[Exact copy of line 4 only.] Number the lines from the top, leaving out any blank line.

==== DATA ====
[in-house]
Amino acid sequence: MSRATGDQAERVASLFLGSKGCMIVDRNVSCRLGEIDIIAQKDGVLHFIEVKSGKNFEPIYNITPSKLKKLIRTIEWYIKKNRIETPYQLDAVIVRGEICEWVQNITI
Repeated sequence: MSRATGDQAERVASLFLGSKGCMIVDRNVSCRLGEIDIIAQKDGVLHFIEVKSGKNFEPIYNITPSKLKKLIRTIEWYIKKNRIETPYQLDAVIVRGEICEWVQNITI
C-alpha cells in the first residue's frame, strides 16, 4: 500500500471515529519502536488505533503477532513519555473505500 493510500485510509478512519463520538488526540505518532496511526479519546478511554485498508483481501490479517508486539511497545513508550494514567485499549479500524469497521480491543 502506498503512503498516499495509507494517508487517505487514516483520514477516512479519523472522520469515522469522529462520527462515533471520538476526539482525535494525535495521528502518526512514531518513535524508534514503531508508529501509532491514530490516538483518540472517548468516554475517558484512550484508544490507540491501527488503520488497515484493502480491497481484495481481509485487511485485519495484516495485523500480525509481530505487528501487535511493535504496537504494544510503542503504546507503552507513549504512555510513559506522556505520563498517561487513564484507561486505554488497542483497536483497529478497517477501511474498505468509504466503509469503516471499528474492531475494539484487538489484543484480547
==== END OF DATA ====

C-alpha cells in the first residue's frame, strides 16, 4: 500500500471515529519502536488505533503477532513519555473505500 493510500485510509478512519463520538488526540505518532496511526479519546478511554485498508483481501490479517508486539511497545513508550494514567485499549479500524469497521480491543 502506498503512503498516499495509507494517508487517505487514516483520514477516512479519523472522520469515522469522529462520527462515533471520538476526539482525535494525535495521528502518526512514531518513535524508534514503531508508529501509532491514530490516538483518540472517548468516554475517558484512550484508544490507540491501527488503520488497515484493502480491497481484495481481509485487511485485519495484516495485523500480525509481530505487528501487535511493535504496537504494544510503542503504546507503552507513549504512555510513559506522556505520563498517561487513564484507561486505554488497542483497536483497529478497517477501511474498505468509504466503509469503516471499528474492531475494539484487538489484543484480547